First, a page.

Anthony Hilton: We're meant to be open for business so why make life so hard for investors?
Breakfast on Thursday with the Lord Mayor of London David Wootton and some senior City figures in the private dining room of his official residence, the magnificent Mansion House.
Apart from discovering that as children in the 1960s we were brought up barely a mile apart in Bradford the most intriguing part of the discussion focused on what recently arrived overseas investors most disliked about coming to Britain and what, by implication, was deterring others from setting up businesses here.
The City used to boast there were more American banks in London than there were in New York and it is so international, in insurance, legal services, accounting, shipping and commodities, that there is no shortage of potential opinions.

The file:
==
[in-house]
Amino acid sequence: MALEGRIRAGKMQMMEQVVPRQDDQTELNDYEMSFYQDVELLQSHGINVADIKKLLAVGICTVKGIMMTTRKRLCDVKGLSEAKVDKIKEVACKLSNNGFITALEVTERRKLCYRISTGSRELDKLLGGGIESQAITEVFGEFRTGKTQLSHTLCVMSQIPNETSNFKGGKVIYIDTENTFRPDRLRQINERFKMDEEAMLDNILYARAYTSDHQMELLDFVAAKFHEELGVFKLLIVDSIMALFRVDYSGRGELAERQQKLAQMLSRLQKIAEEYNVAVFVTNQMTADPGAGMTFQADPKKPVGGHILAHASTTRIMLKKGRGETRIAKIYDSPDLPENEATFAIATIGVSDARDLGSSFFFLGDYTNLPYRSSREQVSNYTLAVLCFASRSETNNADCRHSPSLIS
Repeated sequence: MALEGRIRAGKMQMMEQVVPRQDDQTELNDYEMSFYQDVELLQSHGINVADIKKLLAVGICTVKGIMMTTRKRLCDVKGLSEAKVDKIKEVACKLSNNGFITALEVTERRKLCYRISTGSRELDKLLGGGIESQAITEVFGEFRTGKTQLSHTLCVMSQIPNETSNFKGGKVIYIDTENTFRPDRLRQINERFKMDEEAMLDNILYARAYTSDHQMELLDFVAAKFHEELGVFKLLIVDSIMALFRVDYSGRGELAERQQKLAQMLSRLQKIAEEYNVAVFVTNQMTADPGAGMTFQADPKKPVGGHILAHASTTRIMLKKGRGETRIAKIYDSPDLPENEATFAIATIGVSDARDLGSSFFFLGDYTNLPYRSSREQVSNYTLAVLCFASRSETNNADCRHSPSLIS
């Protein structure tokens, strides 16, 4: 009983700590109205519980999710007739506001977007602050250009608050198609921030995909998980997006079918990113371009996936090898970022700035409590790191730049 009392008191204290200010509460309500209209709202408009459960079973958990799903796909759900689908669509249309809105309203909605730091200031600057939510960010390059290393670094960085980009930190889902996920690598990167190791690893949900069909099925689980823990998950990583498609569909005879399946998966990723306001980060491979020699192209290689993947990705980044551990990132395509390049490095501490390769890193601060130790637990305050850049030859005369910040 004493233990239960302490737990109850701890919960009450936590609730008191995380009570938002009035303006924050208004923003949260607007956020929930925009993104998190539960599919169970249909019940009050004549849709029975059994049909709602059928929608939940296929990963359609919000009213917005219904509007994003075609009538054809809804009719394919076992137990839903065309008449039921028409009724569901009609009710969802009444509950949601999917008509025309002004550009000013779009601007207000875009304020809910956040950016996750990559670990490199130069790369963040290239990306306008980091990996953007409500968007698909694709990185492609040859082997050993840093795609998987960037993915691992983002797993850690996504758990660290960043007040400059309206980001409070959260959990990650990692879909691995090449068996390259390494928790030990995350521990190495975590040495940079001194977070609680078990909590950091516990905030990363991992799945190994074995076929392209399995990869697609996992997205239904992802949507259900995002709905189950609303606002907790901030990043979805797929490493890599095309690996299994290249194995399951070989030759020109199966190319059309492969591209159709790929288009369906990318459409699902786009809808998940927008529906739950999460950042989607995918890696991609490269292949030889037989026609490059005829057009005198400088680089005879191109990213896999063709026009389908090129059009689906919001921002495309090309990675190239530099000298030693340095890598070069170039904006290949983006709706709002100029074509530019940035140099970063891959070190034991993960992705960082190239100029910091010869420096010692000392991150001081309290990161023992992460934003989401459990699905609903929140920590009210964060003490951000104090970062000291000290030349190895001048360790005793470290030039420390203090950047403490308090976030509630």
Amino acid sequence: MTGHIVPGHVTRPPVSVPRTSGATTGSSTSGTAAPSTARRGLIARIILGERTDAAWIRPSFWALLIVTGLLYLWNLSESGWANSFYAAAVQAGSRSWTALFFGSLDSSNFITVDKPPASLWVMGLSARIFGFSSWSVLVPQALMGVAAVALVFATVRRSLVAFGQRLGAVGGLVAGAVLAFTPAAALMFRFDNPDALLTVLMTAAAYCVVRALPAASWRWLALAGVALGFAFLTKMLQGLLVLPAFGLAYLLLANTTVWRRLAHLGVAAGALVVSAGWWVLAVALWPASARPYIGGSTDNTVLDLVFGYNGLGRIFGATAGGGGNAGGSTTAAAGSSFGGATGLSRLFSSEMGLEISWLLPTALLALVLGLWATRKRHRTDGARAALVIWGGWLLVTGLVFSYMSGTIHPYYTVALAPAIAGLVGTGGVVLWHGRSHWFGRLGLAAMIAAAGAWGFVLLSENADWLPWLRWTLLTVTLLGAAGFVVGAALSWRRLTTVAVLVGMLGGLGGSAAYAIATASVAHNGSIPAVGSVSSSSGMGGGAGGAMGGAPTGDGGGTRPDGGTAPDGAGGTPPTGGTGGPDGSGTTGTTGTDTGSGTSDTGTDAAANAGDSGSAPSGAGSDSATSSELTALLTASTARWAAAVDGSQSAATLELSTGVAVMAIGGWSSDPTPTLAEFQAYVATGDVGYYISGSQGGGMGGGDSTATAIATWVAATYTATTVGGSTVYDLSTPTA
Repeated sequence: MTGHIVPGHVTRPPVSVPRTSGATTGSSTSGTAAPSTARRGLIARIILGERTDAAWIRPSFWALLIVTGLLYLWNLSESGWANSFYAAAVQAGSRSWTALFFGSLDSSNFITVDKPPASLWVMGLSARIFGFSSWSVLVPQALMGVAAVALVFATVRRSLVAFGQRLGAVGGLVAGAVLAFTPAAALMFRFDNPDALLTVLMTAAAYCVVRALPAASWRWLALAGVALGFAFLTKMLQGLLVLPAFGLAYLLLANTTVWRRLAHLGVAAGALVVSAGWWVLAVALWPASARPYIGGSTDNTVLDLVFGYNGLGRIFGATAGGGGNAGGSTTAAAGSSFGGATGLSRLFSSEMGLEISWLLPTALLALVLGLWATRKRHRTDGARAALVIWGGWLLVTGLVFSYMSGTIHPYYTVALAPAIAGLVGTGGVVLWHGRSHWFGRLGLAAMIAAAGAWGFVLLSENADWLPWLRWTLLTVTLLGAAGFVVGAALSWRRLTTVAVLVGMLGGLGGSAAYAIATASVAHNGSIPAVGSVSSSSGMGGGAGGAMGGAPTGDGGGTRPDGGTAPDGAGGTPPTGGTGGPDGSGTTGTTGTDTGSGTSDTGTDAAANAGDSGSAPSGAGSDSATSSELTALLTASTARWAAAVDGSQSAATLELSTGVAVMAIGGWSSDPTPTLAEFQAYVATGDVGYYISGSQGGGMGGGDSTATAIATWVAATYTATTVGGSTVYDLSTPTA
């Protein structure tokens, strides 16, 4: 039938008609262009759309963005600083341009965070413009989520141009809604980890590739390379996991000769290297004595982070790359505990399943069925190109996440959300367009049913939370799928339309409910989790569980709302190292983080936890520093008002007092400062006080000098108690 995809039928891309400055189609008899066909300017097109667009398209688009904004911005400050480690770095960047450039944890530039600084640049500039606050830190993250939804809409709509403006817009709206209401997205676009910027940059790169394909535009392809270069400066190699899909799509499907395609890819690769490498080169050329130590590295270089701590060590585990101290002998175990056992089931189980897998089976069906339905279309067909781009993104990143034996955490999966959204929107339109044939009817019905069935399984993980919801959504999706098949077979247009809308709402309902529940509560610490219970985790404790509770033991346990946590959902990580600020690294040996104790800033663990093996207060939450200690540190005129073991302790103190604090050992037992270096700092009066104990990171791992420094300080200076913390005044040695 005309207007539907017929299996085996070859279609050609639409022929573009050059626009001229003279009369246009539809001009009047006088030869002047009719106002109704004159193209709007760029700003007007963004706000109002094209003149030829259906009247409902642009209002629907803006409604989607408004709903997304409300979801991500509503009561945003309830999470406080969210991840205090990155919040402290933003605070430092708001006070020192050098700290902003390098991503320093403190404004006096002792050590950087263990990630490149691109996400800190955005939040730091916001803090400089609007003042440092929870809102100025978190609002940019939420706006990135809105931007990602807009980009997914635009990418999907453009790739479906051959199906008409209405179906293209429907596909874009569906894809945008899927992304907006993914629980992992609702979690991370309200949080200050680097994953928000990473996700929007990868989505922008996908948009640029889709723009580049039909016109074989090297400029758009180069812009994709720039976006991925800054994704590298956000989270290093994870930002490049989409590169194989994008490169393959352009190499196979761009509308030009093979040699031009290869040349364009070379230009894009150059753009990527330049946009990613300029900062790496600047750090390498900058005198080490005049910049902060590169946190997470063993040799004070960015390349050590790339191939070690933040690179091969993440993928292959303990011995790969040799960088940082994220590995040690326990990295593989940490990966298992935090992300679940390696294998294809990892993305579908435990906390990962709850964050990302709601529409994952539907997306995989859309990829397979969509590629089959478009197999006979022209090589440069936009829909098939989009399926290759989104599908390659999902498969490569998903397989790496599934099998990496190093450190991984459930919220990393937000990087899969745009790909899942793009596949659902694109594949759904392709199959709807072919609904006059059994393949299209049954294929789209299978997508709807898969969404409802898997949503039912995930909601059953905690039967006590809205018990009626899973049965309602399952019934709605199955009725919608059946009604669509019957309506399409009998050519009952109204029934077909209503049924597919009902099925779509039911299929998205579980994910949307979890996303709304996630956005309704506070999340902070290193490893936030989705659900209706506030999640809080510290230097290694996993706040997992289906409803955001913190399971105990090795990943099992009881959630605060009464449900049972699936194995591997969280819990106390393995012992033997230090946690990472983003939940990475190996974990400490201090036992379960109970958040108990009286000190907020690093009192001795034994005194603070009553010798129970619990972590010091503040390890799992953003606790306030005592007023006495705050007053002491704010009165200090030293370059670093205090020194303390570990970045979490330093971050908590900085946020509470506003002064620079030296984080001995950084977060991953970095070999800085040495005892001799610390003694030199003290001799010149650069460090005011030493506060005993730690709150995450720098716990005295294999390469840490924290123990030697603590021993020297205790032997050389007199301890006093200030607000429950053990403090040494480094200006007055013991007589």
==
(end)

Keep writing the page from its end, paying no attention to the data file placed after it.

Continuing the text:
But there were three complaints which stood out: the diminishing number of direct flights into London and the quite disgraceful queues for foreign arrivals when they do get to Heathrow; the struggle to get working visas for key foreign nationals whom they want to relocate to London; and the increasing political risk with the Government adding hugely to uncertainty by arbitrarily changing the tax regimes in areas like banking, insurance and North Sea oil, or the permitted rates of return on regulated assets.
As one remarked, it is a complete waste of time for the Prime Minister, David Cameron, to jet around the world saying Britain is open for business when the reality is when people get here they find the opposite. It has not passed notice that all three of these problems have been made worse by the Conservative wing of the Coalition opposing a third runway at Heathrow, restricting visas and demanding detailed immigration checks and playing political games with tax and regulation.
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